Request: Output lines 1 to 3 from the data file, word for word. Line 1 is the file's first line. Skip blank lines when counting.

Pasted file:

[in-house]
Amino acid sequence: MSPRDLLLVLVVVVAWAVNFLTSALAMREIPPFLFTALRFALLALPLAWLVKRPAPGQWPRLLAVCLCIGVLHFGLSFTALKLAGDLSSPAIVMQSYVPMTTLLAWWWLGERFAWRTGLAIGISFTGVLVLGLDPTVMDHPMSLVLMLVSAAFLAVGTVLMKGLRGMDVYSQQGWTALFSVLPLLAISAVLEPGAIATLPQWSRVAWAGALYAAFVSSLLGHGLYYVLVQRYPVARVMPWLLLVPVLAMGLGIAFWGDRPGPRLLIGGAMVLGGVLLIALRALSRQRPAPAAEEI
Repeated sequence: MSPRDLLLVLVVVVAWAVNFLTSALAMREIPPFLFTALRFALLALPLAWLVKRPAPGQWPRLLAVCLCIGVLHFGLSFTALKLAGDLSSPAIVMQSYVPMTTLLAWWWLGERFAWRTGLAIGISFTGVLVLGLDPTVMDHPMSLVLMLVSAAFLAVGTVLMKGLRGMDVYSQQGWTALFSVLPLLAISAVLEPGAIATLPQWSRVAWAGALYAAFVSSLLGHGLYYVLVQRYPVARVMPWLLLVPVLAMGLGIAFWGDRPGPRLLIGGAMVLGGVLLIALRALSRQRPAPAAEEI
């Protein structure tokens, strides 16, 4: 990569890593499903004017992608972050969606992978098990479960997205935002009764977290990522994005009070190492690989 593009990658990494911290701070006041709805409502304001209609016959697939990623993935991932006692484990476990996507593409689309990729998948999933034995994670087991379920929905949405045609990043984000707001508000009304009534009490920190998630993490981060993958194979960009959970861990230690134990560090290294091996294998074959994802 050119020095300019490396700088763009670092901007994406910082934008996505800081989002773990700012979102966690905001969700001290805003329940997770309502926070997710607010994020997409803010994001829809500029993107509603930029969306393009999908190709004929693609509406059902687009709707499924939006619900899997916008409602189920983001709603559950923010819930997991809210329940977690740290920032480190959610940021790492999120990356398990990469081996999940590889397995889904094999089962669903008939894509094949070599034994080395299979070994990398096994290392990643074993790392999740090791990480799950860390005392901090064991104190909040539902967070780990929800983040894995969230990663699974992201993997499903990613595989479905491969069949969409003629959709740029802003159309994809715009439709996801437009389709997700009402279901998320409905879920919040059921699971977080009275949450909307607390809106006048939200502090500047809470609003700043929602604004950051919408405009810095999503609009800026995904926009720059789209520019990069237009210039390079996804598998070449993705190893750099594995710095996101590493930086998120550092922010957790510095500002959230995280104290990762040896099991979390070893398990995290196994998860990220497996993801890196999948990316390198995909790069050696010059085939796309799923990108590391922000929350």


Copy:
[in-house]
Amino acid sequence: MSPRDLLLVLVVVVAWAVNFLTSALAMREIPPFLFTALRFALLALPLAWLVKRPAPGQWPRLLAVCLCIGVLHFGLSFTALKLAGDLSSPAIVMQSYVPMTTLLAWWWLGERFAWRTGLAIGISFTGVLVLGLDPTVMDHPMSLVLMLVSAAFLAVGTVLMKGLRGMDVYSQQGWTALFSVLPLLAISAVLEPGAIATLPQWSRVAWAGALYAAFVSSLLGHGLYYVLVQRYPVARVMPWLLLVPVLAMGLGIAFWGDRPGPRLLIGGAMVLGGVLLIALRALSRQRPAPAAEEI
Repeated sequence: MSPRDLLLVLVVVVAWAVNFLTSALAMREIPPFLFTALRFALLALPLAWLVKRPAPGQWPRLLAVCLCIGVLHFGLSFTALKLAGDLSSPAIVMQSYVPMTTLLAWWWLGERFAWRTGLAIGISFTGVLVLGLDPTVMDHPMSLVLMLVSAAFLAVGTVLMKGLRGMDVYSQQGWTALFSVLPLLAISAVLEPGAIATLPQWSRVAWAGALYAAFVSSLLGHGLYYVLVQRYPVARVMPWLLLVPVLAMGLGIAFWGDRPGPRLLIGGAMVLGGVLLIALRALSRQRPAPAAEEI